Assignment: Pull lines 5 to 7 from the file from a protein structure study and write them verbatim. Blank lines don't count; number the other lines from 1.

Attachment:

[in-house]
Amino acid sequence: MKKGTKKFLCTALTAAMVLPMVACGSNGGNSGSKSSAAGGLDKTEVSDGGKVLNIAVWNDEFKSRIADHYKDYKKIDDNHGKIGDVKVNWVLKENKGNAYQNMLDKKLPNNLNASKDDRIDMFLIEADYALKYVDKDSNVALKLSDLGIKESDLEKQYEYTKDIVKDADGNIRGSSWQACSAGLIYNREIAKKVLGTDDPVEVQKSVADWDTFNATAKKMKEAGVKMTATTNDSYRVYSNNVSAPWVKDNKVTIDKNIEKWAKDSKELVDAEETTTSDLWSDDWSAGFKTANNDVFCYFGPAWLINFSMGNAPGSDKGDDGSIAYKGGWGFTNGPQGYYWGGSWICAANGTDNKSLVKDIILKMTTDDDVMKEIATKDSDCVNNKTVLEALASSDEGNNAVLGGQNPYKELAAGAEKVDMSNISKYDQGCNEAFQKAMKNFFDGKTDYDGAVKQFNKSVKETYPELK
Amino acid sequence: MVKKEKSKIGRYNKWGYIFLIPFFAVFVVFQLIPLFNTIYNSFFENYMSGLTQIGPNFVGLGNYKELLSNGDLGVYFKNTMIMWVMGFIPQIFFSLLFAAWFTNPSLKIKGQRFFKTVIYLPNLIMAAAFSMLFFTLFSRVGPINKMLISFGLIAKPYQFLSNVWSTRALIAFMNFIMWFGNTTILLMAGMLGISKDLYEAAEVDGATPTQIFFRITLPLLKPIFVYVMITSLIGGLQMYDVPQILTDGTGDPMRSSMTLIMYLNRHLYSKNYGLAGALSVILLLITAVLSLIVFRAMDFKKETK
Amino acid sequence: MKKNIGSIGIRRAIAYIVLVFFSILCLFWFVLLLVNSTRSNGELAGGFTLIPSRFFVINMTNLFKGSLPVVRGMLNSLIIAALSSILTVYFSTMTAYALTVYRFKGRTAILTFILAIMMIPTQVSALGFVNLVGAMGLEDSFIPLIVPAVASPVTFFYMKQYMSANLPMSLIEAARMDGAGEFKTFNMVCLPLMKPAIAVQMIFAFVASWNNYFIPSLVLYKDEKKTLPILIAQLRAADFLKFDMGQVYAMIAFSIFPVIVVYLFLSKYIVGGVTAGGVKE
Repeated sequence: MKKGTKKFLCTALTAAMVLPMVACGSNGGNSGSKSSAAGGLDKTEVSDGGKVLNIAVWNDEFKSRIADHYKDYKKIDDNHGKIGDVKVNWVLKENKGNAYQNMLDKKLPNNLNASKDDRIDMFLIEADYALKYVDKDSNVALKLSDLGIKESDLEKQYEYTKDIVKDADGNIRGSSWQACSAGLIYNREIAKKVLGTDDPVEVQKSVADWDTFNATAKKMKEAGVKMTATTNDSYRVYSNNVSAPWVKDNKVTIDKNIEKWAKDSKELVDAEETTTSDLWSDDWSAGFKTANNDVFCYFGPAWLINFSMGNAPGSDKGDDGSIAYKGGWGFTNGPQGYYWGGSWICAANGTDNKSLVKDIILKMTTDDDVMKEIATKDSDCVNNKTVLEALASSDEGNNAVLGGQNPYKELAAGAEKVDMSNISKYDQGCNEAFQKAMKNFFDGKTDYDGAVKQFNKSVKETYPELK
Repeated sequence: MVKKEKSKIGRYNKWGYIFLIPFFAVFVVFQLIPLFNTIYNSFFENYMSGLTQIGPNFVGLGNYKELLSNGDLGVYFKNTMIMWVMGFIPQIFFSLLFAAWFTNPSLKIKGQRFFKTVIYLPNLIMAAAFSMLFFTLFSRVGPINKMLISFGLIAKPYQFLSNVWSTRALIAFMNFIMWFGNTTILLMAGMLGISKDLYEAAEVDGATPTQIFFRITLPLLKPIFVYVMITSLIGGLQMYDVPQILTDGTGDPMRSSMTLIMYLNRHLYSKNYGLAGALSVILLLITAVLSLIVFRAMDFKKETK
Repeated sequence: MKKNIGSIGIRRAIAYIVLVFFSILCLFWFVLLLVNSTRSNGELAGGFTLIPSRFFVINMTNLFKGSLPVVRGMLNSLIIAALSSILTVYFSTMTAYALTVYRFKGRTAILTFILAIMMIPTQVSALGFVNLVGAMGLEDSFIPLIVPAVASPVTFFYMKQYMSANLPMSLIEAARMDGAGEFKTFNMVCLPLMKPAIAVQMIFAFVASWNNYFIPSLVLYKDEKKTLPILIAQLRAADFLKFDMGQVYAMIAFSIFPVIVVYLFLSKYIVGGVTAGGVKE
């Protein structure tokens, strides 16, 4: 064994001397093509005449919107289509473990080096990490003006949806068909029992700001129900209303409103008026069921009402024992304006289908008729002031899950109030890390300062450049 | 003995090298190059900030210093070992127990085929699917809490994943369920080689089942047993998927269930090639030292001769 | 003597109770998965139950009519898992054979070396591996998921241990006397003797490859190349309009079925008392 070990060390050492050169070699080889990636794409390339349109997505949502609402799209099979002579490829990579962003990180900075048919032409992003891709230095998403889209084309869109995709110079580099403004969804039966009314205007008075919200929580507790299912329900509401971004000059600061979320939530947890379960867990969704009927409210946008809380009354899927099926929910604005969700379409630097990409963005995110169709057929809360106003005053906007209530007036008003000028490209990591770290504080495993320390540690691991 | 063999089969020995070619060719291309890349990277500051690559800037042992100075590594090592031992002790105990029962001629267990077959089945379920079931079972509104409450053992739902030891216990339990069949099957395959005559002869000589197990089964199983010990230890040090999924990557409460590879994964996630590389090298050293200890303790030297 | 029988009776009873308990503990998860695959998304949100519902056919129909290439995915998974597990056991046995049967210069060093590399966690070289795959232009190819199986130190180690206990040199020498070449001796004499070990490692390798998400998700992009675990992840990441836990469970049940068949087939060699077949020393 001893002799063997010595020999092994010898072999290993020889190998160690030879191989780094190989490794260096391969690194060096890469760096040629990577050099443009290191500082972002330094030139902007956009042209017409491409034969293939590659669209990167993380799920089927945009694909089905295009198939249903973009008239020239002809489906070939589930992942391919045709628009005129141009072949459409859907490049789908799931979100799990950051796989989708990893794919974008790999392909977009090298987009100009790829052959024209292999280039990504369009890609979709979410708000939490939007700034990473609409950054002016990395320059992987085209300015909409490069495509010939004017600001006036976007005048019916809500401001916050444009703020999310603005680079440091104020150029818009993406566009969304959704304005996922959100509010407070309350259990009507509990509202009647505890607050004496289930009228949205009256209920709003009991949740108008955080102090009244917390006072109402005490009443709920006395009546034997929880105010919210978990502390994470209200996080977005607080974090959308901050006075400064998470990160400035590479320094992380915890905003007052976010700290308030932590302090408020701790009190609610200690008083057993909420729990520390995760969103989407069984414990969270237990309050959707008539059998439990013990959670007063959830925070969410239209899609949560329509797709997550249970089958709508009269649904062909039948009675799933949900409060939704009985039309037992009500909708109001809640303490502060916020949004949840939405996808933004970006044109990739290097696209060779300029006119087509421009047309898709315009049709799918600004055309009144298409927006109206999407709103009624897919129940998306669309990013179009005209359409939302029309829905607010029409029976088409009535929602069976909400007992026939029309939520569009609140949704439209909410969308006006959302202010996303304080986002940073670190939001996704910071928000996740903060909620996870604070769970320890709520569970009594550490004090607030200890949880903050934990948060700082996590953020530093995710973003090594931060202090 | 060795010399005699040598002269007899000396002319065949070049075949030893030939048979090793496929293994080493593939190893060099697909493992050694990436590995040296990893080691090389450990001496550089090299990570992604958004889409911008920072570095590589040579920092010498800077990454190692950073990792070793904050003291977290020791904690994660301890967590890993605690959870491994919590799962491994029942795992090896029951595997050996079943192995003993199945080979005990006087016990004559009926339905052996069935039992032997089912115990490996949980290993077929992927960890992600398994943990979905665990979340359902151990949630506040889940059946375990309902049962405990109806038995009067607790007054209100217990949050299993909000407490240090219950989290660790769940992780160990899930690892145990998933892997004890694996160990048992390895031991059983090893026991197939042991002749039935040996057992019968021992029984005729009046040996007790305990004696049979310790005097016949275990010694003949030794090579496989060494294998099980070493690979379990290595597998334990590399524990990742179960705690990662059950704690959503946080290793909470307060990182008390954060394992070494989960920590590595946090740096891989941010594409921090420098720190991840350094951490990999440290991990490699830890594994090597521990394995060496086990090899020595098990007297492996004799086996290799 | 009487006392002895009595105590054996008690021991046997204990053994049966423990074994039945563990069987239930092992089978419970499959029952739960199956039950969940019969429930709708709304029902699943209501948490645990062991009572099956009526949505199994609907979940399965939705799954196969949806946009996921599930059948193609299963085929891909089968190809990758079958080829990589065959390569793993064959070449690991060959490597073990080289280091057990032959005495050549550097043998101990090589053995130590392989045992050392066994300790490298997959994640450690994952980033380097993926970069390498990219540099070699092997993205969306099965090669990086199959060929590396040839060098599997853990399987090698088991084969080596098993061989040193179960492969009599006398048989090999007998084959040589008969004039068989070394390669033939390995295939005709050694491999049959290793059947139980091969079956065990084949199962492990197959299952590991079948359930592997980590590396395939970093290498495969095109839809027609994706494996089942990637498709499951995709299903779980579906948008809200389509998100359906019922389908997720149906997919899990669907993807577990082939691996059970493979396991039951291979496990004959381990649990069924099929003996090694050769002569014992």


Repeated sequence: MKKGTKKFLCTALTAAMVLPMVACGSNGGNSGSKSSAAGGLDKTEVSDGGKVLNIAVWNDEFKSRIADHYKDYKKIDDNHGKIGDVKVNWVLKENKGNAYQNMLDKKLPNNLNASKDDRIDMFLIEADYALKYVDKDSNVALKLSDLGIKESDLEKQYEYTKDIVKDADGNIRGSSWQACSAGLIYNREIAKKVLGTDDPVEVQKSVADWDTFNATAKKMKEAGVKMTATTNDSYRVYSNNVSAPWVKDNKVTIDKNIEKWAKDSKELVDAEETTTSDLWSDDWSAGFKTANNDVFCYFGPAWLINFSMGNAPGSDKGDDGSIAYKGGWGFTNGPQGYYWGGSWICAANGTDNKSLVKDIILKMTTDDDVMKEIATKDSDCVNNKTVLEALASSDEGNNAVLGGQNPYKELAAGAEKVDMSNISKYDQGCNEAFQKAMKNFFDGKTDYDGAVKQFNKSVKETYPELK
Repeated sequence: MVKKEKSKIGRYNKWGYIFLIPFFAVFVVFQLIPLFNTIYNSFFENYMSGLTQIGPNFVGLGNYKELLSNGDLGVYFKNTMIMWVMGFIPQIFFSLLFAAWFTNPSLKIKGQRFFKTVIYLPNLIMAAAFSMLFFTLFSRVGPINKMLISFGLIAKPYQFLSNVWSTRALIAFMNFIMWFGNTTILLMAGMLGISKDLYEAAEVDGATPTQIFFRITLPLLKPIFVYVMITSLIGGLQMYDVPQILTDGTGDPMRSSMTLIMYLNRHLYSKNYGLAGALSVILLLITAVLSLIVFRAMDFKKETK
Repeated sequence: MKKNIGSIGIRRAIAYIVLVFFSILCLFWFVLLLVNSTRSNGELAGGFTLIPSRFFVINMTNLFKGSLPVVRGMLNSLIIAALSSILTVYFSTMTAYALTVYRFKGRTAILTFILAIMMIPTQVSALGFVNLVGAMGLEDSFIPLIVPAVASPVTFFYMKQYMSANLPMSLIEAARMDGAGEFKTFNMVCLPLMKPAIAVQMIFAFVASWNNYFIPSLVLYKDEKKTLPILIAQLRAADFLKFDMGQVYAMIAFSIFPVIVVYLFLSKYIVGGVTAGGVKE